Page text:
Maybe what may change is the way we carry the flaws, the way we carry ourselves through our obstacle course of foibles. Maybe redemption is God helping us to carry the very things we long for him to remove. Maybe I and those teenagers whose quizzes I groaned through will learn to carry our flaws beautifully.

Thursday, September 18, 2008

Forgiven much

“Those who have been forgiven much love much.”
I have been forgiven much, and I always assume the response is supposed to be my being changed, my being better, my not sinning again. There are certainly “Go and sin no more” passages of Scripture too, but this one struck me today. Maybe the most appropriate response to forgiveness is to love. Hopefully I will become a better person too… for now, when sin does not seem as conquerable as I always expect it to be, the great act of faith for me may be to respond to my being forgiven by loving in return, whether or not I have changed.

Monday, September 15, 2008

Reckless Safety

I plan on writing about something else at some point, but a number of people told me they enjoyed the last time I told a story and then posted the sonnet I wrote around the incident. Here is the sonnet I scribbled down during class (don't tell my prof!) the morning of the last post. I suppose, in an abstract way, that makes it a September 11 sonnet seven years later.
Lay down your weary head upon the air,
My child; it will not hold you, but it will
Completely wrap around your limbs that still
May find a blanket they can weakly bear.
You will not find it safe - nor free of terror -
Nor light, for air itself has had its fill
Of tragedy with beauty mounting 'til
It's dense enough to carry sparrows there.
But we who reap the whirlwind have sown
In tears and songs of joy, and seed will fall
On just and unjust ground alike. Lay down,
My child, for safety's deeper than your fall.
So penetrate the reckless safety here
Inside this dangerous place you need not fear.

Thursday, September 11, 2008

The Deeper Safety

My brother’s girlfriend ended up in the hospital yesterday, and I realized the first benefit of all my loved ones scheduling their lives falling apart at the same time: at least it makes hospital visits more convenient. I was already planning a trip to the same hospital to visit my friend with leukemia.

As I walked to campus this morning, praying by name for those whose lives are closely linked with mine, holding out faith that God was hearing me for their good and not their ill, I wondered if part of the reason we pray for one another is to remind ourselves that God cares for them. After a summer of praying for my loved ones, I felt pretty sure of God’s presence in their lives, even after three weeks of watching a catalogue of tragedies. If I get another heavy phone-call about another loved one, I feel pretty sure God will continue to be present. We are not safe, and yet we are.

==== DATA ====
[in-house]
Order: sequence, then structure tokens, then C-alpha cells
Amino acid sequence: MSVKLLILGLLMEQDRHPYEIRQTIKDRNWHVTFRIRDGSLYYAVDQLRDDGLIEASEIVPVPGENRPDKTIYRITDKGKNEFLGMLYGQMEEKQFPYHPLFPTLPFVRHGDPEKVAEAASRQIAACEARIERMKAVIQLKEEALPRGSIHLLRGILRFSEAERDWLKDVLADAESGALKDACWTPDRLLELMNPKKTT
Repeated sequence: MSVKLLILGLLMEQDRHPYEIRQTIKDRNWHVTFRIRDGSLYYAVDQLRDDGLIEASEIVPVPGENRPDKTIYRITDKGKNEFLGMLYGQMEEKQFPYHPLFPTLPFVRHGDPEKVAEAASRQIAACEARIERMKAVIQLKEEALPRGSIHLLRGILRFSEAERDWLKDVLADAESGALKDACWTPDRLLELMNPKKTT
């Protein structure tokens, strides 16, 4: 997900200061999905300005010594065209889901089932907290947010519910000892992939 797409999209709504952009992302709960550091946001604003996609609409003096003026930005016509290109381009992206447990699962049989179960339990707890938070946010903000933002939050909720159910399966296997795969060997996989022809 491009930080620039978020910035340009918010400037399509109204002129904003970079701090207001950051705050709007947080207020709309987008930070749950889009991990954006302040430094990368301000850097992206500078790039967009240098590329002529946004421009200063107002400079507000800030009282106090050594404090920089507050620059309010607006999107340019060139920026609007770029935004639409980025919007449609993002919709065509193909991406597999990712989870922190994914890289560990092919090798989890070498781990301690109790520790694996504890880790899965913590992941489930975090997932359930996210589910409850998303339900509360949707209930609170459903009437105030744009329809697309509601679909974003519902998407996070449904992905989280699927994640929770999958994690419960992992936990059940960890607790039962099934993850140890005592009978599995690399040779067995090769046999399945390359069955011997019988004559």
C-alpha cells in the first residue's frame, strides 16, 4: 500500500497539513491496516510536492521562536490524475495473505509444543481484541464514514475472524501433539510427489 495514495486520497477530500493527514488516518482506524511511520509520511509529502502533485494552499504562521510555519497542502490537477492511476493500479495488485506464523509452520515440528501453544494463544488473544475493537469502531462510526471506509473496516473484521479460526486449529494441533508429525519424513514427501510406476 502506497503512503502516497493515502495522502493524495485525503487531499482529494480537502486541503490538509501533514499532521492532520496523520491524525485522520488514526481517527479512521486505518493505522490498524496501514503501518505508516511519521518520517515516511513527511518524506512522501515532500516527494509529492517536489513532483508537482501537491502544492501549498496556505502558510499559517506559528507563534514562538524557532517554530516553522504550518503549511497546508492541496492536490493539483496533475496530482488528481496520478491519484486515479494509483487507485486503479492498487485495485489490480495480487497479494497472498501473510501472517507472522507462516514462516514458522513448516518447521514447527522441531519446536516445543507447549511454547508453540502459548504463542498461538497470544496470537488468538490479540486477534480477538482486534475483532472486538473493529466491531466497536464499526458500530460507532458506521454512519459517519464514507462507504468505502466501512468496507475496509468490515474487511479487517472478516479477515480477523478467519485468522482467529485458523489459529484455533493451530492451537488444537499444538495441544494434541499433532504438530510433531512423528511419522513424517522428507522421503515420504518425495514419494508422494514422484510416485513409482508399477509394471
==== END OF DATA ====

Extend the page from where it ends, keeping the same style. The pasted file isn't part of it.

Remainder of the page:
And then I walked by the bell-tower and saw the flags at half-mast, and realized what day it was.

In the liturgy of being American, this is the day set aside to remind ourselves that we are not safe. But I’m wondering if that’s only true on one level, on the level one could say that God did not hear my summer prayers for my loved ones. Our lives are not insulated from tragedy, and my prayers do not seem to compel God to be the Great Insulator.

But he is the Great Redeemer, and I know that my Redeemer lives, and in the end he will stand upon the earth, and after my skin is destroyed yet in my flesh I shall see God (what the heck does that mean?!). Maybe we pray to remind ourselves of that. Maybe even if we don’t remember that, we pray because that is who we are praying to.

And I am rambling this morning, but what I am trying to say is that I feel safe, that as I visit my friends in the hospital this afternoon and as I finger the addresses for the jail letters I have still not written I know that my redeemer lives. It’s a deeper kind of safety, one that looks a whole lot like being unsafe. But I think I really do believe it.

Maybe that is why we pray.

Tuesday, September 9, 2008

No time to stop

I spent the summer when I was in Ireland trying to make prayer for my friends and family a regular part of my daily routine. In the two weeks that I’ve been back, I’ve wondered if God got his wires crossed. Of the people that I prayed for every day, one lost her mother, one went through an unexplainable heart-situation, one got diagnosed with leukemia, one went through a separation, and two ended up in jail.

Friends and family that I’ve been praying for, beware!

I come back already submerged in a semester that I am trying desperately to catch up with, and between hospital visits, papers, jail letters and grading I only have energy to take one lesson from this:

Now is not the time to stop praying.

I don’t have energy to formulate elaborate prayers as if I know what these friends and family need. But I continue to say their names, to remind myself daily that I love them, to ask God daily to remember them on my behalf.

Keep praying for me. I will keep praying for you.